You are currently viewing Is your dental accounts receivable too high?

Is your dental accounts receivable too high?

Every practice will have some dental accounts receivable on the books. To some extent, it’s a good thing because it means you have a normal cash flow and patients who feel comfortable coming for regular treatment. But if you consistently carry a high accounts receivable that exceeds 30 days, it likely indicates a larger problem with your billing and insurance policies. 

At Dental Practice Enhancement, we help dental offices achieve their full professional and financial potential. By analyzing your current business practices, we can develop individual strategies to help you improve collections and achieve financial health. Our virtual administrators can also take over your collections remotely, which can have untold benefits for you and your team.

To learn more about healthy dental accounts receivable or to inquire about our services, contact Dental Practice Enhancement today.

What is accounts receivable?

Dental accounts receivable (AR) is the amount of money owed to a practice for services rendered. It includes credit card payments that have not yet come through, as well as all treatments paid for with financing programs. Though AR is listed as an asset in your books, it directly affects the cash flow of your practice. Further, with the Consumer Price Index rising steadily month-by-month, by the time you receive payment (even just 30 days later), it is worth less money.

Determining the Health of Your Dental Accounts Receivable

Unless you were to implement a cash-only policy, you will inevitably carry some accounts receivable. So it’s important to assess the strength of your AR by calculating the accounts receivable turnover ratio (ART). To determine your ART, divide your net credit sales (this includes cash payments) by your average accounts receivable. To calculate the average accounts receivable, take the average of your beginning AR and your ending AR.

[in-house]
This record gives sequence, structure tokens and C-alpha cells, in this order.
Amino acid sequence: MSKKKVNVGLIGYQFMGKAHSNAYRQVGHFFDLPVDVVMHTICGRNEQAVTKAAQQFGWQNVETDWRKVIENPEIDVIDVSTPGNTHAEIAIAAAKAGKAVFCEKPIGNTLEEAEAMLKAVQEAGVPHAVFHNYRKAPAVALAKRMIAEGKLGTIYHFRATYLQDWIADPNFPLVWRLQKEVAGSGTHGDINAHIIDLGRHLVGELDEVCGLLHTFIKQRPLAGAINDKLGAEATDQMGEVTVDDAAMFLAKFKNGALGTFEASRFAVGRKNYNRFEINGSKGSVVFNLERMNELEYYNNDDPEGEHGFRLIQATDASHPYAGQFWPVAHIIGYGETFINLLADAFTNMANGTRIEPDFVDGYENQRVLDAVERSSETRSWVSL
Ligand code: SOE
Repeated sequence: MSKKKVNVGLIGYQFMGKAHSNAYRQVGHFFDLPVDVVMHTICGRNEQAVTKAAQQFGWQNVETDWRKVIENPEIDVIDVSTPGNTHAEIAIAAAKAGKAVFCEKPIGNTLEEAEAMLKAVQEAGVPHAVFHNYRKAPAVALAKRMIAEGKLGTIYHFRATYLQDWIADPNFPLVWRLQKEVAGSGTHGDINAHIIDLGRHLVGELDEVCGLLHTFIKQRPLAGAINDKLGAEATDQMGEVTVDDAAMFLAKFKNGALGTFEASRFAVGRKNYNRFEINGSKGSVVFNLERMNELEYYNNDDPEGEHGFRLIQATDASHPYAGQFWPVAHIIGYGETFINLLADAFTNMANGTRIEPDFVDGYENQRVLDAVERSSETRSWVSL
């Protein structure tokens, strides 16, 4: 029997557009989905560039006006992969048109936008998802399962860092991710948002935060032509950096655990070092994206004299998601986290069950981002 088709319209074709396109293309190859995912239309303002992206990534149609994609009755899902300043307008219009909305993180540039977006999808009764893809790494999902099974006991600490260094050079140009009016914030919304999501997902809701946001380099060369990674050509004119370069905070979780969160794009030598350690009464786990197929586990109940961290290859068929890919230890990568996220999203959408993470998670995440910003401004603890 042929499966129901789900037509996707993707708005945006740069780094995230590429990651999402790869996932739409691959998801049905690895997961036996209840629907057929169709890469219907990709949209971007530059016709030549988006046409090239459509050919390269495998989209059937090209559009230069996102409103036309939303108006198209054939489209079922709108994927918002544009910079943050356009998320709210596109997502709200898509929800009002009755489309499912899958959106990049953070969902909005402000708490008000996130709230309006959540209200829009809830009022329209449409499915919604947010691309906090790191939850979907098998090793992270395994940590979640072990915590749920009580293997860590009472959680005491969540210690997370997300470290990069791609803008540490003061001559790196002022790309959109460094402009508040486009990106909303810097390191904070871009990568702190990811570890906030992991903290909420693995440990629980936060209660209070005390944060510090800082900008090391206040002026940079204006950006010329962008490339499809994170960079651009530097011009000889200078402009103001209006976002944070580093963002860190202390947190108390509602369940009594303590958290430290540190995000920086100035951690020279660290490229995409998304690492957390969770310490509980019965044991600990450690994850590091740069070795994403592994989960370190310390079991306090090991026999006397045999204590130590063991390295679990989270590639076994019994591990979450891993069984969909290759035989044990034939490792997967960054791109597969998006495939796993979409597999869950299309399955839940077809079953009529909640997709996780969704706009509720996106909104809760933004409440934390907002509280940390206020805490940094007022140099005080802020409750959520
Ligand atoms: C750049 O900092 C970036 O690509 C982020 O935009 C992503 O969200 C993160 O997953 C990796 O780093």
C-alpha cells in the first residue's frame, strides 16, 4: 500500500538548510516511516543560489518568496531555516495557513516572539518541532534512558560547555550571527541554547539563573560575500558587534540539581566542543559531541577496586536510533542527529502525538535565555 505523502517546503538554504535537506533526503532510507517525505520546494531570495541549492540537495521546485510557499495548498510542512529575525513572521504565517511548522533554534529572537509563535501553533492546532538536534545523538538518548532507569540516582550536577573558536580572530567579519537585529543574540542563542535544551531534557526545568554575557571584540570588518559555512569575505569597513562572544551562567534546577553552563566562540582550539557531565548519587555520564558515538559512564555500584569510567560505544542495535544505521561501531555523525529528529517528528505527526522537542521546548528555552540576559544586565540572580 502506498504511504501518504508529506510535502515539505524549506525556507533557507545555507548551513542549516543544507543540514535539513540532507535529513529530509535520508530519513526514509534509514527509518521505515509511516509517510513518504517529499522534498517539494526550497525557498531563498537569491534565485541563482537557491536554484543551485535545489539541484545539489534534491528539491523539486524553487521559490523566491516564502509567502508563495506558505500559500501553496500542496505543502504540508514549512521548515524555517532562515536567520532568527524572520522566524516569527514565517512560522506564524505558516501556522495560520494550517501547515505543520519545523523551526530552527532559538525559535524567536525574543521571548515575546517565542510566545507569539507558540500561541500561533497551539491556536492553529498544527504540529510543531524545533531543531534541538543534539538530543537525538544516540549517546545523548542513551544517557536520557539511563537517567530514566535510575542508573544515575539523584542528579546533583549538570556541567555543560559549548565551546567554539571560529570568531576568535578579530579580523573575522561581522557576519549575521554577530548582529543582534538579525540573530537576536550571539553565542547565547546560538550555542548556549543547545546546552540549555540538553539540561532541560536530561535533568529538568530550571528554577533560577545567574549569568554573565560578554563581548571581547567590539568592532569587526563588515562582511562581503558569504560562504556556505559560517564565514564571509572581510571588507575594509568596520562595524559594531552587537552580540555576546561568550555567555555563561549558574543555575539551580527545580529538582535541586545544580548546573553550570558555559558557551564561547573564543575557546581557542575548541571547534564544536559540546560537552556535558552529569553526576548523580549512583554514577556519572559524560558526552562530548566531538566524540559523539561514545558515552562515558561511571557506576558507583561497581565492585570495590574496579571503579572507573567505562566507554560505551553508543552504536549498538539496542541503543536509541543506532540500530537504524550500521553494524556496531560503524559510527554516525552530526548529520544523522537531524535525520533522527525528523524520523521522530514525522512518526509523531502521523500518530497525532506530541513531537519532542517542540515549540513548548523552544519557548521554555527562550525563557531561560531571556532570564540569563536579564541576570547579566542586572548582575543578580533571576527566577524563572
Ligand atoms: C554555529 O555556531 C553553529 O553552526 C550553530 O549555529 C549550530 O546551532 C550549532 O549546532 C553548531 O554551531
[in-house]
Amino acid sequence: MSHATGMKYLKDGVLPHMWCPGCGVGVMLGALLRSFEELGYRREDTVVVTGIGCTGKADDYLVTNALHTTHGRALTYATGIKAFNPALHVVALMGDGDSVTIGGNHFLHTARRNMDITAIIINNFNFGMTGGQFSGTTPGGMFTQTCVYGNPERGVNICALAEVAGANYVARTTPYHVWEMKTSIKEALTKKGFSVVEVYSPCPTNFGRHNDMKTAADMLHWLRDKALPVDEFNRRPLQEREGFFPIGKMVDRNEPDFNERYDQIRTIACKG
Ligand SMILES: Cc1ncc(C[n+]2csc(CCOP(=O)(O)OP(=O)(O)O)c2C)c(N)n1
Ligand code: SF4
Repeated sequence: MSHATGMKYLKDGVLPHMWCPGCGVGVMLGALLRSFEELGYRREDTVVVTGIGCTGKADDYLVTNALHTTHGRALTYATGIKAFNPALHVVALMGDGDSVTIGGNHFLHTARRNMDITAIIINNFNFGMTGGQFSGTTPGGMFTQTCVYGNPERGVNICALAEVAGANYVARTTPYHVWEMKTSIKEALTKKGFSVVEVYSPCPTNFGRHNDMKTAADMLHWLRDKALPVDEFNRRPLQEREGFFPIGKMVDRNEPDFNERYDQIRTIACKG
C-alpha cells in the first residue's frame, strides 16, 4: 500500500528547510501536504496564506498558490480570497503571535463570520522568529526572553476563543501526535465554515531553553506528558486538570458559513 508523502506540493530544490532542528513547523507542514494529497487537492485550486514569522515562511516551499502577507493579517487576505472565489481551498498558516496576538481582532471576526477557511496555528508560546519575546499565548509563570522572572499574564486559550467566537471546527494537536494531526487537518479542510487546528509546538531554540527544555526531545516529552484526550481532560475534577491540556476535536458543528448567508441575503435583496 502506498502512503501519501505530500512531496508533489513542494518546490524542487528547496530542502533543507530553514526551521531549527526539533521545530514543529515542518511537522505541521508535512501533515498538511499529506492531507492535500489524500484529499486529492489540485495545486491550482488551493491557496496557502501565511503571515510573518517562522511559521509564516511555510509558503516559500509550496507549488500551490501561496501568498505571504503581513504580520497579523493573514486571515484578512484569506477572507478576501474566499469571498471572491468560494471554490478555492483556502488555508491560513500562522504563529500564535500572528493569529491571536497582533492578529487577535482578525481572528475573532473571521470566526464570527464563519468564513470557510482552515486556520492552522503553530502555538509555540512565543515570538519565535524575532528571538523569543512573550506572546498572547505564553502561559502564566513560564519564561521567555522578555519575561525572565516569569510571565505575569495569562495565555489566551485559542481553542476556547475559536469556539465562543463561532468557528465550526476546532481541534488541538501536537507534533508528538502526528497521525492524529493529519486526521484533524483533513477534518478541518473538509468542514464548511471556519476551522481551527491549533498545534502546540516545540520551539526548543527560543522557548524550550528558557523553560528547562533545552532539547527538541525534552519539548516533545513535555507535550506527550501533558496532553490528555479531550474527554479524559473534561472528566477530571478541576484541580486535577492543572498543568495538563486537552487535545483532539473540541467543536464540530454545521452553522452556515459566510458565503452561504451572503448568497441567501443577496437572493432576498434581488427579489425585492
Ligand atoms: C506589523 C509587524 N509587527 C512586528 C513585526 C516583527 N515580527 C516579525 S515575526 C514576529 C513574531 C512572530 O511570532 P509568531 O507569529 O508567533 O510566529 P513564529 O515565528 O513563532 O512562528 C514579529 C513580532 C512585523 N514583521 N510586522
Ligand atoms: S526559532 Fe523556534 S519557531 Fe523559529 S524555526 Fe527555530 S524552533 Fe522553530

A high ART is better than a low ratio because it means you are quickly obtaining payment and converting credit sales to cash. Generally, an ART around 1.0 is considered good for a dental practice.

Strategies to Improve Your AR

If your ART is too high, there may be numerous factors at play. Though it will vary from practice to practice, there are some proven ways to lower your ART. These can include:

  • Verifying insurance prior to treatment. This will prevent unpleasant surprises for patients and the inability to pay.
  • Give your patients a clear outline of payment policies, including the consequences of late payment.
  • Offer alternative payment methods, such as an online portal and text-to-pay options.
  • Work your insurance aging report at least once a week. 
  • Make sure your administrative team has up-to-date training on insurance and financial policies. Dental Practice Enhancement offers this training among our other services.
  • Outsource your accounts receivable and collections to our administrators. This could not only improve your dental accounts receivable; it could also strengthen overall efficiency and patient satisfaction, as your front office team will be better able to focus on these concerns.

Contact Dental Practice Enhancement

For an expert analysis of your current office practices or to learn about our virtual administrative services, contact us today.

Reach us online or call us at (833) DPE – FOR – U.